85 Comments

  • Reply February 20, 2013

    Emily

    It’s so nice to see a house that ISN’T overrun by toys. Where children clean up after themselves! I myself am childless, but am always amazed at when I visit those with little ones those children have a million toys strewn about! I just don’t understand why they need so many things. What happened to kids being creative, AND picking up after themselves. You seem to have this figured out very well, and it’s nice to see a mom who is teaching her little one manners and life skills.

  • Reply February 20, 2013

    Emily

    And just a post script: If I were taking pictures of my house for a blog and I DID have toys all over the place, I’d certainly move them out of the shot for the photo. Not everything needs to be on display for the entire world!

  • Reply February 20, 2013

    Andrea

    You have done yourself a favor by not giving Greta an excessive amount of toys. I have four daughters, and I feel like I am drowning in toys much of the time. It sucks up a lot of our time and money with all the storing, organizing and picking up. While my husband and I buy them minimal toys and only for birthdays/Christmas, their grandparents buy them tons of toys (despite our protests). We are moving soon, and I am using that as an opportunity to get rid of a lot of toys.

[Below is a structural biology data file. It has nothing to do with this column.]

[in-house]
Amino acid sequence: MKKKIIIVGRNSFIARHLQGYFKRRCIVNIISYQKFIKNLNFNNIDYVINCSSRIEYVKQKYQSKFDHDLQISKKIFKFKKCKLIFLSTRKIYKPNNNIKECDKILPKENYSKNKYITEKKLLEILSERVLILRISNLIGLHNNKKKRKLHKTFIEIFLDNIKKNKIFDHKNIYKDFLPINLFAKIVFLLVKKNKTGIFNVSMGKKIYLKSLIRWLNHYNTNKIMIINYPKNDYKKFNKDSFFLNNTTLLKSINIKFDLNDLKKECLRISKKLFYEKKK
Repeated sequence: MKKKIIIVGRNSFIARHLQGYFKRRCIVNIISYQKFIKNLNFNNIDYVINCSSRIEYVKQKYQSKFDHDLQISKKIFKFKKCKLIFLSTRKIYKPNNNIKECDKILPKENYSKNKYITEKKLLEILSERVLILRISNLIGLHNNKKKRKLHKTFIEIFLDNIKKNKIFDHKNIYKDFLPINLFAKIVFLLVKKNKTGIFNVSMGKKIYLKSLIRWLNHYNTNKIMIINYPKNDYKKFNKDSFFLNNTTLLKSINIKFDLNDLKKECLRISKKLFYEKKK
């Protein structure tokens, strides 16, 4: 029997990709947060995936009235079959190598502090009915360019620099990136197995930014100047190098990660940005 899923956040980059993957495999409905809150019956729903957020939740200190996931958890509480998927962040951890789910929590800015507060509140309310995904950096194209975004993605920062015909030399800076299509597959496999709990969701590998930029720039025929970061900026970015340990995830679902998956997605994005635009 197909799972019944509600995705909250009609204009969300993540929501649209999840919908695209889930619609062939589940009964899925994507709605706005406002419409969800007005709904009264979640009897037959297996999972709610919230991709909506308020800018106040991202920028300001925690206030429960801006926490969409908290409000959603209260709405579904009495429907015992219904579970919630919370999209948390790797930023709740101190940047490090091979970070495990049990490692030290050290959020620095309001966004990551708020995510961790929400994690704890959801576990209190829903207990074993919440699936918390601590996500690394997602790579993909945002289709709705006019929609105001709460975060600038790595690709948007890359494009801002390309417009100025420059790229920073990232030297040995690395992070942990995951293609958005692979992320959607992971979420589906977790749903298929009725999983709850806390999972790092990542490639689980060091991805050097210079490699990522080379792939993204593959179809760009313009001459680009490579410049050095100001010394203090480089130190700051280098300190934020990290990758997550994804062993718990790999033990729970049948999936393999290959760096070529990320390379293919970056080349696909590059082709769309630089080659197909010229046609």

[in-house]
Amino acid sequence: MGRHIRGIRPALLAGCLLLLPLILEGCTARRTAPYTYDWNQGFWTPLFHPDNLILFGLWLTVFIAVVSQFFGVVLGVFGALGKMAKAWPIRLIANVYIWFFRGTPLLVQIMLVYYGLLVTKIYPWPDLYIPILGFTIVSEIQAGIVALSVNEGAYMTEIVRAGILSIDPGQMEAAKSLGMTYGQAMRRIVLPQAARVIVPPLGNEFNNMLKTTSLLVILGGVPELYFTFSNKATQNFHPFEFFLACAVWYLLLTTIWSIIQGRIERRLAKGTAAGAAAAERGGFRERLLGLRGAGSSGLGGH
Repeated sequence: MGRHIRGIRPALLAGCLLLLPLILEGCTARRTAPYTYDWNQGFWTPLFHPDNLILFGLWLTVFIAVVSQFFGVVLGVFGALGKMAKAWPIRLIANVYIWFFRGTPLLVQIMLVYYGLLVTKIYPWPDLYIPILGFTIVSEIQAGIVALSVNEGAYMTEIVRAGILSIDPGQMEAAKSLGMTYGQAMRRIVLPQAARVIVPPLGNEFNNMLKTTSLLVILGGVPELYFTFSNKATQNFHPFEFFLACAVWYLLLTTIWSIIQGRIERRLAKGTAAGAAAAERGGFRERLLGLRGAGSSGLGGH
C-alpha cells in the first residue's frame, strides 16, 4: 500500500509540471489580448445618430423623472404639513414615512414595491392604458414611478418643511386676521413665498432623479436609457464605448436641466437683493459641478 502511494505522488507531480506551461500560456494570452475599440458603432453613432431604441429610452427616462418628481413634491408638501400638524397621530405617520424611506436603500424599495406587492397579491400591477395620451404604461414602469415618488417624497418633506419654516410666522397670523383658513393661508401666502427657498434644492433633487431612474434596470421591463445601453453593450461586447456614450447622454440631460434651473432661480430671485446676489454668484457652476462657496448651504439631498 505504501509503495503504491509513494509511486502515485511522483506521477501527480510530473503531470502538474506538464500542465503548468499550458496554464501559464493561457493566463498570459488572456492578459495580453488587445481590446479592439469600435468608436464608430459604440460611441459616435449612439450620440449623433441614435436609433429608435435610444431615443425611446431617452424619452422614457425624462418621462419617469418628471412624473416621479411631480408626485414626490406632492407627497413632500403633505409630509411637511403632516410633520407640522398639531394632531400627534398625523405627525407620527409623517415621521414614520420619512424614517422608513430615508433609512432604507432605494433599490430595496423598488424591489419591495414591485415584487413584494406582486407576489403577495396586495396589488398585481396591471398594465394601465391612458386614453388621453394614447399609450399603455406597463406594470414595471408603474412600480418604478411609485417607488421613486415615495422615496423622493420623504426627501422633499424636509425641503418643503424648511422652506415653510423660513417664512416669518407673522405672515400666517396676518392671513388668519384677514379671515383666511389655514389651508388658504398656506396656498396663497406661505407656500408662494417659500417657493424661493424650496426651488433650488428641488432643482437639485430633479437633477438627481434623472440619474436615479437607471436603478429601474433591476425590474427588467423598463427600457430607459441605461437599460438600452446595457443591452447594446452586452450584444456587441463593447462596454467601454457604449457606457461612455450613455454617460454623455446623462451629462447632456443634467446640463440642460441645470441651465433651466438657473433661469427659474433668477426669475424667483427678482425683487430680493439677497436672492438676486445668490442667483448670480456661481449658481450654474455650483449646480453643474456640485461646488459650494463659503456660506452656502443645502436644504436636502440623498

• Reply February 20, 2013

    Anonymous

    It looks like she has plenty of toys and I don’t understand why having a kid means you have to have toys everywhere! To me, it seems like a hazard to have toys scattered all over the house.

    I love your blog and your organization tips from this post. Don’t let the negative people get you down – there will always be people who feel like they have to judge and rain on your parade.

  • Reply February 20, 2013

    Anonymous